Taiwanese computer manufacturer Acer plans to become the first company to roll out a broad line of computing appliances ranging from $200 to under $1,000.
Acer has already begun selling its low-end products in Taiwan and will begin to introduce other products throughout Asia, Latin America, and the United States next year.
These specialized devices, called XCs, would essentially be user-friendly machines designed to perform limited yet varied tasks such as home banking, word processing, and gaming. Stressing price, Acer aims to attract consumers unable to afford a traditional, all-in-one PC.
A high-end XC is not intended to compete with a sub-$1,000 PC, according to Acer spokesman Chris McKie. Instead, a comparatively expensive XC such as a Home Banking Computer (HBC) would be more like a computing appliance that is primarily focused on one function. The HBC, for instance, may feature a built-in smart card, electric funds transferring, and image scanning so that it operates as a kind of automatic teller for the home.
"If [a bank has] a device in my home and is constantly updated, it could be an extremely valuable tool and a cost savings tool for whichever institution chooses to employ that technology," said Jae Kim, an analyst at Paul Kagan & Associates. "If home savings came to me, the connection is made, and I have a relationship with my bank, I can see the value of that."
Acer plans to use Intel microprocessors and the Windows operating system in its high-end models, according to McKie.
McKie also said that the XC's midrange would consist of less specialized devices that use faster chips for more applications. Acer has already designated its Education Computer as belonging to this category; though details remain undisclosed, the EC will likely feature Web access, email, and word processing.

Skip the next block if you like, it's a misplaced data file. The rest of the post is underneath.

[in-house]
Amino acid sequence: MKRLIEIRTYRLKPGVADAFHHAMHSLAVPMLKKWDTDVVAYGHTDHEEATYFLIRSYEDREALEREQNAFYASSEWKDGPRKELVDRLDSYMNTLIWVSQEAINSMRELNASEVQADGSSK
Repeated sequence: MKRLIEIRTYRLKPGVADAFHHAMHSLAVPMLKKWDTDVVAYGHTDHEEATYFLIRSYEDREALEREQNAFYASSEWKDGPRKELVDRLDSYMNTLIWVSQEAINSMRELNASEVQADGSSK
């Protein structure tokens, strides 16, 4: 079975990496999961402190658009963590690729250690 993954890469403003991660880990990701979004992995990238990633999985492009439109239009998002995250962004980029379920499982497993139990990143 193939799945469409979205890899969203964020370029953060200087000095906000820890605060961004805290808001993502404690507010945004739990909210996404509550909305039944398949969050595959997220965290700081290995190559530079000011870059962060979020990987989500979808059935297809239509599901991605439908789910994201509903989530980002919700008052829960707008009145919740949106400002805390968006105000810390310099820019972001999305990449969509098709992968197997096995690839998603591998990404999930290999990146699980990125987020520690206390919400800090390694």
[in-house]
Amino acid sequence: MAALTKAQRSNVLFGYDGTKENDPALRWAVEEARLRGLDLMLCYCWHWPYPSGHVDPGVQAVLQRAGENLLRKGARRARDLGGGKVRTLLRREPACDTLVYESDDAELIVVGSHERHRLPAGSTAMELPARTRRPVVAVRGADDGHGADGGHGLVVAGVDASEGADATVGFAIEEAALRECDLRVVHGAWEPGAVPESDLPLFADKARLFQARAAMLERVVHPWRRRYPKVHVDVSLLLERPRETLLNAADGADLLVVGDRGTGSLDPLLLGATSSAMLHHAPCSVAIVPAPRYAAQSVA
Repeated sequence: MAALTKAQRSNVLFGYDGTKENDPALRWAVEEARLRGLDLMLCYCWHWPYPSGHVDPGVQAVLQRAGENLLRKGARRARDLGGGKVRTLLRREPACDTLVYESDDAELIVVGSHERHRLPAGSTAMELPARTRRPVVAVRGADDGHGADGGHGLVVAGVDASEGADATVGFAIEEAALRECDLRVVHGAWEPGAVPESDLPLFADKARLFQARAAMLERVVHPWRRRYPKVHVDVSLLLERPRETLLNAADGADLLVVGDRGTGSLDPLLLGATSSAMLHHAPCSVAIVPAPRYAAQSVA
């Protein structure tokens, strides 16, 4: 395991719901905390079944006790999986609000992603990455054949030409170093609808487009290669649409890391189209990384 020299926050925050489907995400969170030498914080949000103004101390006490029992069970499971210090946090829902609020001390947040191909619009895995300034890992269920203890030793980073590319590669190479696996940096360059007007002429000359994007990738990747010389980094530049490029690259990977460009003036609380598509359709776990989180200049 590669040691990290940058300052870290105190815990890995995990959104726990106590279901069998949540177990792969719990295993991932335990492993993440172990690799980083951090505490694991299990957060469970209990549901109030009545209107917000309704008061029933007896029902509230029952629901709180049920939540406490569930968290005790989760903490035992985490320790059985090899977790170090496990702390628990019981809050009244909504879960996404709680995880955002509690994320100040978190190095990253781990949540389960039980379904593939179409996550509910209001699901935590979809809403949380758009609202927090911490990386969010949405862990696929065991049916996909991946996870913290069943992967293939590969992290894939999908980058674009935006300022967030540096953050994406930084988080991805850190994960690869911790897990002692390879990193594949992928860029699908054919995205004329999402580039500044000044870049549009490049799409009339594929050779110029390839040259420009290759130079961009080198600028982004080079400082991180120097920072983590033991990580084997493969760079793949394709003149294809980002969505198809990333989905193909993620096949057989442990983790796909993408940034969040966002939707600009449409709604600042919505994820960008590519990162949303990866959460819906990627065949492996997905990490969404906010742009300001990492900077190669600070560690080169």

At the low end, Acer plans to unveil a so-called Kid Computer with set-top-box features, CD-ROM capabilities, and an input device designed for smaller hands. Expected early next year in the United States, the device will be tested in the Chinese market at the same time. If successful, the product could be Acer's gateway into the world's largest underdeveloped market.
Acer has already been selling its low-end set-top box in Taiwan, called Cyber TV. A second- and third-generation product will eventually be launched there, according to an Acer spokesman, but currently there are no plans to challenge WebTV in the United States.
In a promotional flurry coinciding with the introduction of the XC last month, Acer chairman and CEO Stan Shih proclaimed that ten years from now XCs will outnumber PCs tenfold. Claiming that Asian computing needs are inherently different from those among Americans, Shih asserted that his company will provide computers that are cheap and execute specific functions.
A product like the XC could sell well if properly marketed to specific population groups in specific areas, according to Bruce Stephen of International Data Corporation. "Although a developing market like China does not have a customer base as sophisticated as the United States, it also does not have the legacy issues that plague PC vendors in the U.S. market," he said.
"I think Acer could create a category and be in a leadership position, and I think a lot of people are very keen to doing business in China. Many other companies are looking into low-cost PCs," he added.
But some analysts see Acer's strategy as far-fetched and a bit naive.